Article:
>> requires specific information (attributes) about you in order to have you
>> as an employee (i.e., to pay you, to provide benefits, to provide work
>> facilities). While there may be some overlaps between the sets
>> of attributes required to satisfy these two relationships there are most
>> likely differences. What is emerging is that 1) the required attributes are
>> defined by and part of the relationship and 2) there is no one
>> representation that satisfies all requirements.
>>
>> As such, the relationship you want to establish identifies the required
>> attributes (i.e., your "identity") and manages them to accomplish the
>> purpose that the relationship exists to perform. As the user - the Relying
>> Party (RP) - of your identity (e.g., the bank) is at risk, they
>> authenticate and manage the set of attributes they require of you in order
>> to mitigate the risk of getting it wrong. That is, the RP manages the
>> identity of its clients to the degree they need to in order to operate. It
>> is essential that the RP undertake a risk assessment to identify the
>> consequences - financial and reputational - they will suffer if they
>> misidentify someone and then establish, at a cost they believe is
>> affordable, the mechanisms they believe will mitigate that risk.
>>
>> The set of mechanisms they use - the level of assurance they require - to
>> mitigate their risk depend on the consequences they will suffer if they get
>> it wrong (i.e., they misidentify you). These mechanisms can include doing
>> nothing, using internal checks, using Social Media sites, using Government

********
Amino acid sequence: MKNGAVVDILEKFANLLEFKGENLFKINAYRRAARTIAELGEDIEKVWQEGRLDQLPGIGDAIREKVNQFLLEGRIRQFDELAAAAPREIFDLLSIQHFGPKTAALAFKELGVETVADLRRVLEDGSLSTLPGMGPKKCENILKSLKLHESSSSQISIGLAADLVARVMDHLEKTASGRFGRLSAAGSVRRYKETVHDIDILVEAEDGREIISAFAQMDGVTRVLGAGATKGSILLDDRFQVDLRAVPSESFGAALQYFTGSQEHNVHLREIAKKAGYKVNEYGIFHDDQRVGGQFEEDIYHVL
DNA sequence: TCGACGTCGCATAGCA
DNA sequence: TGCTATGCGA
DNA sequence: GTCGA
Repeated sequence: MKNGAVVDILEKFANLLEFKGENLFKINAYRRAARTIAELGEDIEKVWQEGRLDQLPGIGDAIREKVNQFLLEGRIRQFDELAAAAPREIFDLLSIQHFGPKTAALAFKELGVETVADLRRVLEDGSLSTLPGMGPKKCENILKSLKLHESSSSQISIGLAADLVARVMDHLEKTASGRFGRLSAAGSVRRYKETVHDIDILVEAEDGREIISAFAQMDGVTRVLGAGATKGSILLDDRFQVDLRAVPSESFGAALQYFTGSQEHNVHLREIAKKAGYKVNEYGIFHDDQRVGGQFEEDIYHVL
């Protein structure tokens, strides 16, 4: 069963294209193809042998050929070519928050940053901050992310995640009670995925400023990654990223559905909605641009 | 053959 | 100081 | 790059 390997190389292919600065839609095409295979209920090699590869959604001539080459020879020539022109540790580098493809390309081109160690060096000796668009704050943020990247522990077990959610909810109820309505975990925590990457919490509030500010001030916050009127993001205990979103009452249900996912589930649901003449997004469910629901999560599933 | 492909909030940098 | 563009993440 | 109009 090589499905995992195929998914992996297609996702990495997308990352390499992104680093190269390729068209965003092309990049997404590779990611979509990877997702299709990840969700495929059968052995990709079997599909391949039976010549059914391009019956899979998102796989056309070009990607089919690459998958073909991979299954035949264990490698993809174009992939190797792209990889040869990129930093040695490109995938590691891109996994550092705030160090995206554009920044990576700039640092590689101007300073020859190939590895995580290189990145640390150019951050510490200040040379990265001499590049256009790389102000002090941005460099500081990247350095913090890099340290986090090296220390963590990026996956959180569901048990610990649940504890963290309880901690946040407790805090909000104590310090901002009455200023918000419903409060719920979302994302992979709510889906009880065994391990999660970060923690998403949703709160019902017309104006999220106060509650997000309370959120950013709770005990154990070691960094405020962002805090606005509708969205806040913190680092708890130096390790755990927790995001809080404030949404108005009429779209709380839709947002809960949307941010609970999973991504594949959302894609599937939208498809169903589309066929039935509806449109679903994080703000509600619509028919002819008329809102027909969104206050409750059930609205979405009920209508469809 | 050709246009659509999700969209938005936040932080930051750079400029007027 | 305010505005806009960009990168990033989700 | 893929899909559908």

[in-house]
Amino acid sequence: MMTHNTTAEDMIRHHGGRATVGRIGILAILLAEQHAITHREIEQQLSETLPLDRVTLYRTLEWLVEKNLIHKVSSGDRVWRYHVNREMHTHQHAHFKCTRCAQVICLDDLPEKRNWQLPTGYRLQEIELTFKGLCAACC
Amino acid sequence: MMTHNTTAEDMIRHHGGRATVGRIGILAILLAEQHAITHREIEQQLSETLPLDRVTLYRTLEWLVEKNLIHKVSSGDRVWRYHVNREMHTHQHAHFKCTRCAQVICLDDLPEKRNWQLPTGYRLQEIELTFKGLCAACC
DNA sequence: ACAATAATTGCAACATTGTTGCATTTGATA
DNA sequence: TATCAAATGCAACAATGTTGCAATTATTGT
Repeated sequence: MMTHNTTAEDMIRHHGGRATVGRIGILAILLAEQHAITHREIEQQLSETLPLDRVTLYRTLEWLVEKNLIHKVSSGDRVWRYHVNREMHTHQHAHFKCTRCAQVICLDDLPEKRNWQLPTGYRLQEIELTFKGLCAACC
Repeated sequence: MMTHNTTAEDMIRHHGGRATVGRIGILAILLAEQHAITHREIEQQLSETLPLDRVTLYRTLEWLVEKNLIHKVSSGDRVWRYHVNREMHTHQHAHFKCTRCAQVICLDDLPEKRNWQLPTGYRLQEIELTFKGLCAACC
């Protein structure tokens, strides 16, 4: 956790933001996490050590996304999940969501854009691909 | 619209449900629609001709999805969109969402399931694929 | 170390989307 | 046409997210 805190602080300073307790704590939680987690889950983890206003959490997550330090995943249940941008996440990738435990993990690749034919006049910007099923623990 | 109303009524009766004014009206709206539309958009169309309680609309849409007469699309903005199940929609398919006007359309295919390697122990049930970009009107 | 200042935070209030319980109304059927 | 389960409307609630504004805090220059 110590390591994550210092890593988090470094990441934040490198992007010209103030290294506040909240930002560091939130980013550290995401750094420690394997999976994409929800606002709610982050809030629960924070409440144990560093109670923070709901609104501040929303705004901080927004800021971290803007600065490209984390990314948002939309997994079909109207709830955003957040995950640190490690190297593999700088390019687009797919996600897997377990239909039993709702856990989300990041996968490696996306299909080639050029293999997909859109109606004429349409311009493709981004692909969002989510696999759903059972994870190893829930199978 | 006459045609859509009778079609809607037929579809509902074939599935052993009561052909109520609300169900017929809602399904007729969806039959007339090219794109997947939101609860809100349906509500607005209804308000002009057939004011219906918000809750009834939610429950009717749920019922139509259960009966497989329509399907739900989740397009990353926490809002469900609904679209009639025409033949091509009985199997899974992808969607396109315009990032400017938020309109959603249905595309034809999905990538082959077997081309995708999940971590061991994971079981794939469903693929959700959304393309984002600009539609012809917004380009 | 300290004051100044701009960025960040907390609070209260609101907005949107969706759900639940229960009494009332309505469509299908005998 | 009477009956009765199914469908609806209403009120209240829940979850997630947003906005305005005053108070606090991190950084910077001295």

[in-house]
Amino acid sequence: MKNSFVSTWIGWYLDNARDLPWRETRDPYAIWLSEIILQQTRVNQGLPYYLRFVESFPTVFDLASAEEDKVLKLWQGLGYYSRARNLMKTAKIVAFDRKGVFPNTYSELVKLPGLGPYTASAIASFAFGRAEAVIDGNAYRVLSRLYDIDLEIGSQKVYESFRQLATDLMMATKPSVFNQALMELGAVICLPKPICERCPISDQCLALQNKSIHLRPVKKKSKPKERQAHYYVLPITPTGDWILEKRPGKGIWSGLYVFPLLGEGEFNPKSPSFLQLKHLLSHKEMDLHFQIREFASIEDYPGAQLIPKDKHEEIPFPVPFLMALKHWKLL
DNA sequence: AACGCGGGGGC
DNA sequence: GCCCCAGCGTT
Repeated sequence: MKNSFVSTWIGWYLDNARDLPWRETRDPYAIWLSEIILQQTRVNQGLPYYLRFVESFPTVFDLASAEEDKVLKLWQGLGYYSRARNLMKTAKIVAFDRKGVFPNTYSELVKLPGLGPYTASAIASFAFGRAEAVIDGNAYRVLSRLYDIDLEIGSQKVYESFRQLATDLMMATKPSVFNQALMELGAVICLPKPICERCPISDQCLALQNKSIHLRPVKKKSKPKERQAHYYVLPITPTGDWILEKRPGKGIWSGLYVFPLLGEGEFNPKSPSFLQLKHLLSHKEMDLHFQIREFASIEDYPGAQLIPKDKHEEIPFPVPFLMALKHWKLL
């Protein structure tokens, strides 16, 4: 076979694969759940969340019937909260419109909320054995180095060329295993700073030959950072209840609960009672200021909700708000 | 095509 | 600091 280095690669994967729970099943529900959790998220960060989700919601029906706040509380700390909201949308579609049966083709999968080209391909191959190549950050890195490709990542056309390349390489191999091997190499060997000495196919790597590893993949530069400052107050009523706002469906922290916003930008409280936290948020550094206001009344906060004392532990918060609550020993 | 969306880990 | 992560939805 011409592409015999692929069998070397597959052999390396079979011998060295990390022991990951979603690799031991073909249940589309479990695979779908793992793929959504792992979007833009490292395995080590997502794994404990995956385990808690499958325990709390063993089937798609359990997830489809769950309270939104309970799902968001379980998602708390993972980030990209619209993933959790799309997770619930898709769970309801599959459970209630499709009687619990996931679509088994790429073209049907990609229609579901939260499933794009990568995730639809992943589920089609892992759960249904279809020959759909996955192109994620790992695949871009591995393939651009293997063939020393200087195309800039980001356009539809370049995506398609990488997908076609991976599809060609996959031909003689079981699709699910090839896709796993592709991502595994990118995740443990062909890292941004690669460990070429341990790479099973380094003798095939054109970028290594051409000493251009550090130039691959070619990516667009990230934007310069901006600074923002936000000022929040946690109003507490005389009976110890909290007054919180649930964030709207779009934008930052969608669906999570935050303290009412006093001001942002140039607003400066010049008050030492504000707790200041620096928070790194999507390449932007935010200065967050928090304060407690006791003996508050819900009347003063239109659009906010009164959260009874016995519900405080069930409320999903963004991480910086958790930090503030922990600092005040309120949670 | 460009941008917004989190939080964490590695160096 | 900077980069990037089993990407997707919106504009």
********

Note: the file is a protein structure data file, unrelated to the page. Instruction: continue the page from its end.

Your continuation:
>> Agencies, or using companies that have established themselves as Identity
>> Providers (IdPs), Credential Service Providers (CSPs), or Attribute
>> Providers (APs).
>>
>> Of importance to you, however, is knowing, and being able to correct
>> errors in, the information / attributes the RP maintains about you as well
>> as being assured that the RP respects your privacy.
>>
>>
>>
>> On Tuesday, 23 February 2016, Colin Wallis <
>> <javascript:_e(%7B%7D,'cvml','colin_wallis at hotmail.com');>
>> colin_wallis at hotmail.com
>> <javascript:_e(%7B%7D,'cvml','colin_wallis at hotmail.com');>> wrote:
>>
>>> That's great. Many thanks Sal.
>>> Perfect timing for the IRM call coming up in a few hours.
>>> Cheers
>>> Colin
>>>
>>>
>>> Colin, I can pitch in on some of these:
>>>
>>>
>>>
>>> What are the latest advances in ID Management technology?
>>>
>>> How has it evolved over the years?
>>>
>>> ID management has been largely about people in the past. How will  the
>>> Internet of Things change that, if at all?
>>>
>>>
>>>
>>> I can use UMA and IRM as an examplse and also bring in some of the
>>> things we have been talking about in the IDoT DG.
>>>
>>>
>>>
>>> *From:* lc-bounces at kantarainitiative.org [mailto:
>>> lc-bounces at kantarainitiative.org] *On Behalf Of *Colin Wallis
>>> *Sent:* Monday, February 22, 2016 5:50 PM
>>> *To:* Mike Schwartz
>>> *Cc:* Kantara Leadership Council Kantara
>>> *Subject:* Re: [KI-LC] Media query from SC Magazine - deadline
>>> 2/26/2016 17:30:00
>>>
>>>
>>>
>>> OK, thanks for that offer Mike.
>>>
>>> But the thing is, the guy asked Kantara, so he is expecting a response
>>> from experts on behalf of Kantara.
>>>
>>> Taking him to Gluu is kind of one step removed.
>>>
>>> I'm happy for responses to contain links to Gluu and elsewhere, but I
>>> think we are setting ourselves up for some copyright concerns if we point
>>> folks away, straight out of the gate.
>>>
>>> Cheers
>>>